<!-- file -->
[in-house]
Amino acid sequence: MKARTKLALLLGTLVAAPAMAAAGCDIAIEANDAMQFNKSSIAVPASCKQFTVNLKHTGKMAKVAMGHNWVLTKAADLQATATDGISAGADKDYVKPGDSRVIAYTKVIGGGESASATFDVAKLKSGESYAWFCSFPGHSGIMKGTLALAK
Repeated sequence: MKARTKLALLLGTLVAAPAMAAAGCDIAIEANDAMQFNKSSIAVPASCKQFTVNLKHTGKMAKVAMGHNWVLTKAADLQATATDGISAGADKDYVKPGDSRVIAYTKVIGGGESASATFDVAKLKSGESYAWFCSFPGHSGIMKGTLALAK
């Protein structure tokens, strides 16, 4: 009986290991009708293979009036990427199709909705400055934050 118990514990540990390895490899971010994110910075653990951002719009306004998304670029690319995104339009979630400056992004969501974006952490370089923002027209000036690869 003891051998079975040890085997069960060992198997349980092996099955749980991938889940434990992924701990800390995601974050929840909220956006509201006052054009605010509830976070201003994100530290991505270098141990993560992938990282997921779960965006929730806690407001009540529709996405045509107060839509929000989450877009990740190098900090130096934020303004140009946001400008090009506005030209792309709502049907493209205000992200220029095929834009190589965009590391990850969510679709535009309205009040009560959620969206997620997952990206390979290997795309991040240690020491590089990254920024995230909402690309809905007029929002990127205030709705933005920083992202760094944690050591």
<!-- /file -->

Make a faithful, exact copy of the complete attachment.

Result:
[in-house]
Amino acid sequence: MKARTKLALLLGTLVAAPAMAAAGCDIAIEANDAMQFNKSSIAVPASCKQFTVNLKHTGKMAKVAMGHNWVLTKAADLQATATDGISAGADKDYVKPGDSRVIAYTKVIGGGESASATFDVAKLKSGESYAWFCSFPGHSGIMKGTLALAK
Repeated sequence: MKARTKLALLLGTLVAAPAMAAAGCDIAIEANDAMQFNKSSIAVPASCKQFTVNLKHTGKMAKVAMGHNWVLTKAADLQATATDGISAGADKDYVKPGDSRVIAYTKVIGGGESASATFDVAKLKSGESYAWFCSFPGHSGIMKGTLALAK
């Protein structure tokens, strides 16, 4: 009986290991009708293979009036990427199709909705400055934050 118990514990540990390895490899971010994110910075653990951002719009306004998304670029690319995104339009979630400056992004969501974006952490370089923002027209000036690869 003891051998079975040890085997069960060992198997349980092996099955749980991938889940434990992924701990800390995601974050929840909220956006509201006052054009605010509830976070201003994100530290991505270098141990993560992938990282997921779960965006929730806690407001009540529709996405045509107060839509929000989450877009990740190098900090130096934020303004140009946001400008090009506005030209792309709502049907493209205000992200220029095929834009190589965009590391990850969510679709535009309205009040009560959620969206997620997952990206390979290997795309991040240690020491590089990254920024995230909402690309809905007029929002990127205030709705933005920083992202760094944690050591």